The other major accomplishment of the Interim Final Rule was to block retroactive benefit awards due C-123 veterans!

Thats right...the VA's new rule served principally just to clean up the VA's opposition to our claims and to prevent our retroactive compensation due all veterans whose claims sit before the VA for years while the Department stalls. 

The loss to our veterans? In some cases, up to $200,000 each! Our claims, many filed as early as 2007 but denied justice until June 18 2015, are denied the retroactive compensation which the few C-123 claims honored before the IFR received in full, as per the law and federal circuit court actions.

We're now denied retroactive compensation which all other veterans receive once VA honors their claims.

In 2013, before the IFR was imposed on us, one of the men I worked with was overcome with emotion when he called to say the VA had deposited the $120,000 due him in retroactive compensation, money due him from the date VA first received his claim.

But this can't happen today. Even though we flew the former Agent Orange spray C-123 in manday status or annual tour (thus meeting the law's "active duty" definition described above) VA has maneuvered us out of all compensation due each of us...compensation dated from the submission of our disability claims to the VA. Even DOD regulations and VA's own rules say we were veterans once we were exposed to Agent Orange while on manday or annual tour status, but not VA today as they act behind their IFR action!

FulI Disclosure: I'm retired military and already VA 100% disabled so none of the VA's C-123 actions affect me...I'm already receiving all the VA owes me and it all comes out of my AF retirement. But anyone else in my situation, as an example, with a claim filed in May 2011 and with a total disability with special circumstances, would be due around $236,000.

But our vets won't ever see their retroactive pay, thanks to the sneaky Interim Final Rule. In at least a few situations prior to June 2015, such as with Bailey and Matte, our vets' claims were properly resolved and their retroactive pay due them was awarded. But after June 2015...not a penny will anyone ever see.

VA disregarded dozens of suggestions posted in the Federal Register prior to implementation of the IFR...just as they'd already decided to do. VA ignored our having established veteran status per the law, and instead pretended it had to construct veteran status for us and further pretended their action prohibited all retroactive compensation.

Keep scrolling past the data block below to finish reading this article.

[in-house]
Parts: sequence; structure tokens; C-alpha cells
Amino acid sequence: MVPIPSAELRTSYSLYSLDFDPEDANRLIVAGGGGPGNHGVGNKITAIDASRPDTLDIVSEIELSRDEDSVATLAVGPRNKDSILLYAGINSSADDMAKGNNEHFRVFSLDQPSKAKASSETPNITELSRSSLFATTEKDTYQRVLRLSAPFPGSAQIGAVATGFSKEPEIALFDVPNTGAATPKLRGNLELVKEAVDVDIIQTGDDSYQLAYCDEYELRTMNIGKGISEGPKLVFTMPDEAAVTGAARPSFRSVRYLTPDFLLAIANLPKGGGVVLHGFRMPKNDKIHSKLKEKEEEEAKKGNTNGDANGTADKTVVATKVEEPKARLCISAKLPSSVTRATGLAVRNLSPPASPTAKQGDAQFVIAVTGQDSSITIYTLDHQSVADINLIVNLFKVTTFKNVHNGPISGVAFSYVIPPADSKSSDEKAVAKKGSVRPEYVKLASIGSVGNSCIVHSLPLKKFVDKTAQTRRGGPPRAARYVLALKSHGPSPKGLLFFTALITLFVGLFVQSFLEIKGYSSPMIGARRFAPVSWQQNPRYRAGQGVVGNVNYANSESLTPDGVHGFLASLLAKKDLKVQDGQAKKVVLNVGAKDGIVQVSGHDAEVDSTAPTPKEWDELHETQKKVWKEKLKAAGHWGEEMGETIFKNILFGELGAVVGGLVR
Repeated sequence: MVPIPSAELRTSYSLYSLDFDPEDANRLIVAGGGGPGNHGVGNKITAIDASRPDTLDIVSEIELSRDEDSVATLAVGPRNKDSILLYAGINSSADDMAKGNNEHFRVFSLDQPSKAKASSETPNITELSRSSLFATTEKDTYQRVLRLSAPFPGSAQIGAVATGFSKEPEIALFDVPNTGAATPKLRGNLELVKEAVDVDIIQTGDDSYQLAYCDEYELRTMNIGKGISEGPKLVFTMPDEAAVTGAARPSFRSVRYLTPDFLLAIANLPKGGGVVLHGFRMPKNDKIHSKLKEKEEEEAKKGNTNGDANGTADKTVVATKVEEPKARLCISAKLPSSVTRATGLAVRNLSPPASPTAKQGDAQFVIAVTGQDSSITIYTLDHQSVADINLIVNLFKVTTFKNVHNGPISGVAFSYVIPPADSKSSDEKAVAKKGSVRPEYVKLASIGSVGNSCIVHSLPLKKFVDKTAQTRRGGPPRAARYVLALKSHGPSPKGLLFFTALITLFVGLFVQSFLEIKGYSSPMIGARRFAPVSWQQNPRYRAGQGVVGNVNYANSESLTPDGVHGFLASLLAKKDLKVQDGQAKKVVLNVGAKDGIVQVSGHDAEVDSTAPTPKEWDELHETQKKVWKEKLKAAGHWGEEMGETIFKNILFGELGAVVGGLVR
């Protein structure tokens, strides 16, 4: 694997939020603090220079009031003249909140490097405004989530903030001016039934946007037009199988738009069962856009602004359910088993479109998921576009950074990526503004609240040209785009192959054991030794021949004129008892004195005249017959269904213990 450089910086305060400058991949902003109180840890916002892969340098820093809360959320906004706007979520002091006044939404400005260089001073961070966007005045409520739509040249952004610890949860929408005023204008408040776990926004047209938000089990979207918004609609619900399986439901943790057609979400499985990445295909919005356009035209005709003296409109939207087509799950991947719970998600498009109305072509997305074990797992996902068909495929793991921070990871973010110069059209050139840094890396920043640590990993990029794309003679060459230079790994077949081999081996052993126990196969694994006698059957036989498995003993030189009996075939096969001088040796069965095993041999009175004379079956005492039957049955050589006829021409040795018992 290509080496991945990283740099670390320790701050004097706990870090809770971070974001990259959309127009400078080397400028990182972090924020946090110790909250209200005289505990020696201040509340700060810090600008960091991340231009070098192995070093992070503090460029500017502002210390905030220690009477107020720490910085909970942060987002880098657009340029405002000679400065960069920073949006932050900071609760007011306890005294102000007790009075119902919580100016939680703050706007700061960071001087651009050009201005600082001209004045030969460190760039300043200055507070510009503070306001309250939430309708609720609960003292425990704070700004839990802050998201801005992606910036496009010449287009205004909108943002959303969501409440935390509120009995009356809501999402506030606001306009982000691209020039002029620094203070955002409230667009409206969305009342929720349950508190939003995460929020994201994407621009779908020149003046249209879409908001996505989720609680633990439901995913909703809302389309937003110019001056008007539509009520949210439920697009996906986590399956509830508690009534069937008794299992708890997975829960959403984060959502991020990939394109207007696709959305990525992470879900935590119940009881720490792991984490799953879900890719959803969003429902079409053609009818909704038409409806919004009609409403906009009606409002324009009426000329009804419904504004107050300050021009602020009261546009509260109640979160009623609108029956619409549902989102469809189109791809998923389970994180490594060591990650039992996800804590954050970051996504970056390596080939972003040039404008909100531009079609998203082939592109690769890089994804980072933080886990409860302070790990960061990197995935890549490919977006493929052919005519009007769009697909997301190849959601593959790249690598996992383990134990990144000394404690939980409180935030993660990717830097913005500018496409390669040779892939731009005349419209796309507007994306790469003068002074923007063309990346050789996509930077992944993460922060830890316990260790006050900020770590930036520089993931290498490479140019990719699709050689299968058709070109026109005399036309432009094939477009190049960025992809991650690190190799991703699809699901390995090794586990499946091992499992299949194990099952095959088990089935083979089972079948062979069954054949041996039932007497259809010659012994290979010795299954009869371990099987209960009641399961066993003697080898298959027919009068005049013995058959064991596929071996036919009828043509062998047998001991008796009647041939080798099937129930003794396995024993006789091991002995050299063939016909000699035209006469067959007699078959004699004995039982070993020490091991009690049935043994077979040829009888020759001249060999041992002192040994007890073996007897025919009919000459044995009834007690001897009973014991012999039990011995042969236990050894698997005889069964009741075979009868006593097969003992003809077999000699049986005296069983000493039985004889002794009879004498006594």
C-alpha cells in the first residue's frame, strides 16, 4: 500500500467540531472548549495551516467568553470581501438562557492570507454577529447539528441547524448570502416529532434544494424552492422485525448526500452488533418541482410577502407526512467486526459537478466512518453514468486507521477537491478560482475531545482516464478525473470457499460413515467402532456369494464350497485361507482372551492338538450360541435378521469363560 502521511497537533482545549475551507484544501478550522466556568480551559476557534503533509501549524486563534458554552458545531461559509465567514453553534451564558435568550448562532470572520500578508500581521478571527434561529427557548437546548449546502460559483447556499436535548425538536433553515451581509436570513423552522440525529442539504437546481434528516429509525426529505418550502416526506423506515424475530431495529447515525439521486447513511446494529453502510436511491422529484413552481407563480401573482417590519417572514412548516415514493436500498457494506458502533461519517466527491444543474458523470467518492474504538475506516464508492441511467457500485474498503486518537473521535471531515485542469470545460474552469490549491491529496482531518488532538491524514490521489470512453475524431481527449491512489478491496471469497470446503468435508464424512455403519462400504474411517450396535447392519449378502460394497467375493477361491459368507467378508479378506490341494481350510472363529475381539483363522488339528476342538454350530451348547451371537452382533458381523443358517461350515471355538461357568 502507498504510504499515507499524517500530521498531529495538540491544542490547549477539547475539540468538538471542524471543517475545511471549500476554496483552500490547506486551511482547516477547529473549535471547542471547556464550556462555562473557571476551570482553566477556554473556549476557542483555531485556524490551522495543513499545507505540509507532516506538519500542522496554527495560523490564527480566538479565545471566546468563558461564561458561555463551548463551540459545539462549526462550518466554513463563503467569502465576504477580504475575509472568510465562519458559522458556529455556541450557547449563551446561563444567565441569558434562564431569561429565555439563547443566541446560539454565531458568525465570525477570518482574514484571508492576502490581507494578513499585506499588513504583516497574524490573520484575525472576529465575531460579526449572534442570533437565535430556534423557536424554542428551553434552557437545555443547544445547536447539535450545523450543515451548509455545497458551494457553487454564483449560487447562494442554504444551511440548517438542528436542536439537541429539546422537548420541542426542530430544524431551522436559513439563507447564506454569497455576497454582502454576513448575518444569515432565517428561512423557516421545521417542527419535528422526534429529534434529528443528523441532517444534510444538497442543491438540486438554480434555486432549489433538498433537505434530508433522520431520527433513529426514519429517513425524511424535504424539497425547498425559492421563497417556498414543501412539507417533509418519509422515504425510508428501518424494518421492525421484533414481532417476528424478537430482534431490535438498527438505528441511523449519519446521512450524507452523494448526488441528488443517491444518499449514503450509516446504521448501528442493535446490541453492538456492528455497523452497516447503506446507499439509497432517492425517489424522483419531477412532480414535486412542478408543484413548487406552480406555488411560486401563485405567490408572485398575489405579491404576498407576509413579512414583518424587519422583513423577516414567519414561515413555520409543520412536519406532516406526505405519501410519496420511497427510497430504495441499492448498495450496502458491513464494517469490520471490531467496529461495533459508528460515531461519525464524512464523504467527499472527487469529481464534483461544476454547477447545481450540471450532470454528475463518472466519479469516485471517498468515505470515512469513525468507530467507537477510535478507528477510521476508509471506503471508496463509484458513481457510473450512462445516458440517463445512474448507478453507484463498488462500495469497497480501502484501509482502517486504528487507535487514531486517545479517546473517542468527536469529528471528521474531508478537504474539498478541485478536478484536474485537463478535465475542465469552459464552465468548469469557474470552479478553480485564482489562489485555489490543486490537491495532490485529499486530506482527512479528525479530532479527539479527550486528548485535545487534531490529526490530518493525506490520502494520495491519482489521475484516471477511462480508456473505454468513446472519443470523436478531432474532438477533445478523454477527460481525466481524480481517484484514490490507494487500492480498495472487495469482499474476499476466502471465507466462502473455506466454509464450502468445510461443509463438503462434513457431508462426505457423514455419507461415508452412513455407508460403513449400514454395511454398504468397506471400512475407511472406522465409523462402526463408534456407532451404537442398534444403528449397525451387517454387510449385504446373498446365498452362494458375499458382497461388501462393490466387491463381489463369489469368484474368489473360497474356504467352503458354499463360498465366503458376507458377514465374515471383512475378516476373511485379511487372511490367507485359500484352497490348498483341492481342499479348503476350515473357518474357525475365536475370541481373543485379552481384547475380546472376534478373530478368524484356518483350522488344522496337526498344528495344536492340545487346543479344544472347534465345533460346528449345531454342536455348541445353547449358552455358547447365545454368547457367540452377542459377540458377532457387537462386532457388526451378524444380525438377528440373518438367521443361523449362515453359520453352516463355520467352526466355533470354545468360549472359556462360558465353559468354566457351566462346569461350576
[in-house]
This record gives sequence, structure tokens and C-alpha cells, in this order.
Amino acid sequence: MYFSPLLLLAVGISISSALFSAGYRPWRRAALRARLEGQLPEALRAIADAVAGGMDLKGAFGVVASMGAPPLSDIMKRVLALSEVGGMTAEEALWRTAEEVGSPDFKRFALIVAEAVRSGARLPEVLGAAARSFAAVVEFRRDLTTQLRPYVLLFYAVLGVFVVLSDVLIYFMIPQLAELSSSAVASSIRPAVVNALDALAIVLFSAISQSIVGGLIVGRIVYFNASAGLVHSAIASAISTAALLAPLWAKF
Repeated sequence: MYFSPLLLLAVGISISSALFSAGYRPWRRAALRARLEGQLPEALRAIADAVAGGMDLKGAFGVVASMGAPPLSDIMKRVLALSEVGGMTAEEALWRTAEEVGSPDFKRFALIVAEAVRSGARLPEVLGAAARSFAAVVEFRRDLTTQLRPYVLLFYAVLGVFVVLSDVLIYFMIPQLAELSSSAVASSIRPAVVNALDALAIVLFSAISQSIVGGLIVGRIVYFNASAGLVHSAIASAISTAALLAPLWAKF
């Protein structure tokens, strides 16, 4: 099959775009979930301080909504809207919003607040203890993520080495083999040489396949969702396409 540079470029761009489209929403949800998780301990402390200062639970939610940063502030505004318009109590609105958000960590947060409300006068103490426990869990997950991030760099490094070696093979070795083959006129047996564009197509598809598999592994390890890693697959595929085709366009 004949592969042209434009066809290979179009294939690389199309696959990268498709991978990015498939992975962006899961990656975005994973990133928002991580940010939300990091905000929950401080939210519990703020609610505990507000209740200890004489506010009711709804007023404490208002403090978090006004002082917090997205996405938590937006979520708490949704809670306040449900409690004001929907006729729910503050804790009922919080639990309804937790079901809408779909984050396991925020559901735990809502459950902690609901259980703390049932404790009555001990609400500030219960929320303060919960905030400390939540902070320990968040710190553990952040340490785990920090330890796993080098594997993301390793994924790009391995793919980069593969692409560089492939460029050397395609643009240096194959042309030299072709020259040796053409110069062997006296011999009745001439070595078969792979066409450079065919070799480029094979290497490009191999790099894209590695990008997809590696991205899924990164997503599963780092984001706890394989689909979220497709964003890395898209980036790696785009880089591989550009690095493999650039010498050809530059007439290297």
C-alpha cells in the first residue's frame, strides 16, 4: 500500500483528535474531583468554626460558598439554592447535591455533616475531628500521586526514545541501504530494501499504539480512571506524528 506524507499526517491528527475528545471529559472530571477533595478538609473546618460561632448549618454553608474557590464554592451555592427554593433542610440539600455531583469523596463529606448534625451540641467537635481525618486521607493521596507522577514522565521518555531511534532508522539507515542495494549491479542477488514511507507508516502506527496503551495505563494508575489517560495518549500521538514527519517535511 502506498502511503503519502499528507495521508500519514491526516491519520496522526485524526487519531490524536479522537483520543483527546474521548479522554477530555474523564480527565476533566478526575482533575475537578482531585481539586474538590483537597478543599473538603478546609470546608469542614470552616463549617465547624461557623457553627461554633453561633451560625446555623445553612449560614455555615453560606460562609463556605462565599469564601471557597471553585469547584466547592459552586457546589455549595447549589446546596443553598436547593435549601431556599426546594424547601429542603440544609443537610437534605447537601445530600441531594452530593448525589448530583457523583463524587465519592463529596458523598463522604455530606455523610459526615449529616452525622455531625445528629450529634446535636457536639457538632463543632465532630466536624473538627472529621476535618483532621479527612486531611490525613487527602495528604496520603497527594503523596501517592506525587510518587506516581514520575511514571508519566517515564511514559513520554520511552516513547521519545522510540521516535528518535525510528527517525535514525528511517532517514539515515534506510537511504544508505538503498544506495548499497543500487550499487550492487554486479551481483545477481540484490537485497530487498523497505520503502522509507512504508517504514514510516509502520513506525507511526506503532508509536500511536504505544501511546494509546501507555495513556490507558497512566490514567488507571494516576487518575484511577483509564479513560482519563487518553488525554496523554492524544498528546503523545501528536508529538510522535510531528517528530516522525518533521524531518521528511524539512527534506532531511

And that was their intent all along. VA was faced with the inevitable recognition of C-123 veterans'
exposure claims once the C-123 January 2015 report was released from the Institute of Medicine. VA stalled for six more months so as to block claims then, faced with action by several senators to block confirmations, yielded to permit the claims but also slapped us in the face with their scheme to block retroactive claims which we'd been waiting patiently for over these years.

Sneaky. And very wrong!

Here's what we've said to VA leaders:
A great deal of Reserve flying is accomplished in "man day" status, distinct from Annual Tour, Unit Training Assembly and Additional Flight Training Period status. Frequently, these man day tours were between a week and a month long, sometimes several times a year to accomplish cross-country or overseas airlift. 
DOD policy and AF Instruction 39-2619 state that man day tours are considered regular active duty tours, however brief. Thus, shouldn't C-123 Agent Orange exposures experienced during these periods of active duty tours entitle affected Reservists to the same presumptive service connection as other servicemembers in other active duty periods? The precedential opinions come into play here, I believe. 
If not, in what way are these Reservists' exposure injuries during man day active duty tours disqualifying as regards VA care and benefits for other active duty situations? Can I have an explanation to better inform our membership?